Why should Israel's overseas policies be immune from criticism? What's so special about Israel that any critique is immediately condemned? Is Israel always right in what it does? Does it not behave like other states today and historically - and carry out aggressions against threats, real or imagined?
The German Nobel laureate, Gunter Grass, is the latest to be condemned as an anti-semite for daring to suggest that Israel is an aggressive state that has frequently violated international law, defied the United Nations, presided over or committed war crimes and is currently threatening military aggression against Iran's nuclear programmes.
A few years back, two leading American scholars, John Mearsheimer and Steve Walt, of Chicago and Harvard universities, respectively, faced the most vituperative treatment from Israel and her friends, for writing a book that, problematically in my view, suggested that an Israel lobby that extended from US Jewish organisations to Christian Zionists - dominated American foreign policy. For that, they were condemned as anti-semites. It was only their relative seniority that kept them in their posts - they were candid enough to admit that themselves. And they predicted in very precise terms the treatment they would receive once their ideas were published.
Another state that brooks no criticism of its foreign policy from non-nationals is the United States; its home-grown critics are condemned as un-Americans, foreign critics as anti-Americans. By launching so much flak at critics, however, both Israel and its chief military and financial sponsor, the US, seek to deflect attention from their actual deeds, dismissing critics as racists (which is not to deny that there are also racists who operate under the cover of honest critique). But by tarring all critics with the same brush, both America and Israel seek to continue with their policies of aggression against other states or peoples.
According to Amnesty International: "Israel's military blockade of Gaza... left more than 1.4 million Palestinian men, women and children trapped in the Gaza Strip, an area of land just 40 kilometres long and 9.5 kilometres wide.
"Mass unemployment, extreme poverty and food price rises caused by shortages have left four in five Gazans dependent on humanitarian aid. As a form of collective punishment, Israel’s... blockade of Gaza is a flagrant violation of international law."
During its 2008/9 war on Gaza, "The Israeli army used white phosphorus, a weapon with a highly incendiary effect, in densely populated civilian residential areas of Gaza City, according to indisputable evidence found by an Amnesty International fact-finding team...
"When white phosphorus lands on skin it burns deeply through muscle and into the bone, continuing to burn until deprived of oxygen." The white phosphorous was supplied by US arms firms.
White phosphorous is not illegal under international law but was condemned when deployed by Saddam Hussein against the Kurds in 1991; but was then used in 2004, bu US troops in Fallujah, Iraq.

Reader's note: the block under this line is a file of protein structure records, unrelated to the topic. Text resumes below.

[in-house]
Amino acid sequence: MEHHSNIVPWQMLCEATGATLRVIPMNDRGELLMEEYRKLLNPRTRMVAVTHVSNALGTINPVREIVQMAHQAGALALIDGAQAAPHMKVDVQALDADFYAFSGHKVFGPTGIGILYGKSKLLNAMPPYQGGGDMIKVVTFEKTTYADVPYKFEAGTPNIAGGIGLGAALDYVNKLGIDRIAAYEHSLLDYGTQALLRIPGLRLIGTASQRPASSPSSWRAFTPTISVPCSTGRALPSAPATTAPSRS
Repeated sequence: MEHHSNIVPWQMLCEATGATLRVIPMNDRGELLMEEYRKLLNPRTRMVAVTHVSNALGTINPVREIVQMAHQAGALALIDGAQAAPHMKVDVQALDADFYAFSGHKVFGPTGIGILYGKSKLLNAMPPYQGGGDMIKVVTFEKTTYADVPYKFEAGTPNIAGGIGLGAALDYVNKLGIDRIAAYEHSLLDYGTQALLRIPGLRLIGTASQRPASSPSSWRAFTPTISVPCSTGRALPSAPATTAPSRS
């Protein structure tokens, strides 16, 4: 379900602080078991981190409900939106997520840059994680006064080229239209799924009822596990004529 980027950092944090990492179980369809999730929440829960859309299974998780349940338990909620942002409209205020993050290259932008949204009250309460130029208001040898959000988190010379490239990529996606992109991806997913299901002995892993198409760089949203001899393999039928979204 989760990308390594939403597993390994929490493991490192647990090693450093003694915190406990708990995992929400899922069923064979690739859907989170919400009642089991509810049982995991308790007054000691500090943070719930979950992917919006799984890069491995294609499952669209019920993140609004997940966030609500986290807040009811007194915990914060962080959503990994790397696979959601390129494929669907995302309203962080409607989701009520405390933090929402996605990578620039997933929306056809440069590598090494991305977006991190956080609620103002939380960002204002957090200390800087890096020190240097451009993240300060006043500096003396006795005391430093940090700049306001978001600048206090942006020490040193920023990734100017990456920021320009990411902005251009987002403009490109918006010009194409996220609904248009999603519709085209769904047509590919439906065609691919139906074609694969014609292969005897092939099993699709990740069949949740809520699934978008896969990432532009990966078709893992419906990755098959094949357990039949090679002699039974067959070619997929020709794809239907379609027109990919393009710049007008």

Illegal Settlements: No foreign government, including the US, recognises Israel's settlements in Sinai, the West Bank or the Golan Heights, nor in East Jerusalem. Yet, Israel continues to defy the International Court of Justice, the UN and the Oslo Accords.
Iran is accused of a determination to "wipe Israel off the face of the earth", an intention normally attributed to President Ahmadinejad, who is rightly condemend by all right-minded observers, including large sections of Iranian society. Yet, in practice, it is Israel which is busy denying life and human rights to Palestinians.
Despite the attention to Iran's nuclear programmes, Israel has long possessed nuclear weapons and long range intercontinental ballistic missiles. It also has refused to sign the nuclear Non- Proliferation Treaty, citing "national security".
Why would Iranian nuclear weapons be qualitatively different from those possessed by Israel, Pakistan and India and, indeed, by North Korea, Britain, and the United States?
Has North Korea, the only other official US/Israel 'enemy' state, used its nuclear weapons? Behaved in a manner unlike any other state might? The lesson of North Korea, Saddam Hussein's Iraq, and of Colonel Gaddafi's Libya, is that nuclear weapons provide the ultimate security against American or Israeli attacks and aggressions.
And that's why Iran's attempts - however undeveloped they might be - to build a nuclear arms capacity are so threatening - they would provide an ultimate line in the sand against external aggression. They cannot cite 'national security', however, to legitimise their policies, even though they have witnessed forcible regime change in their next door neighbour, Iraq, and in Libya, neither of which possessed the ultimate security guarantee.
Iran's nuclear programmes are part of the blowback that the USA and Israel reap for past aggressions in the Middle East.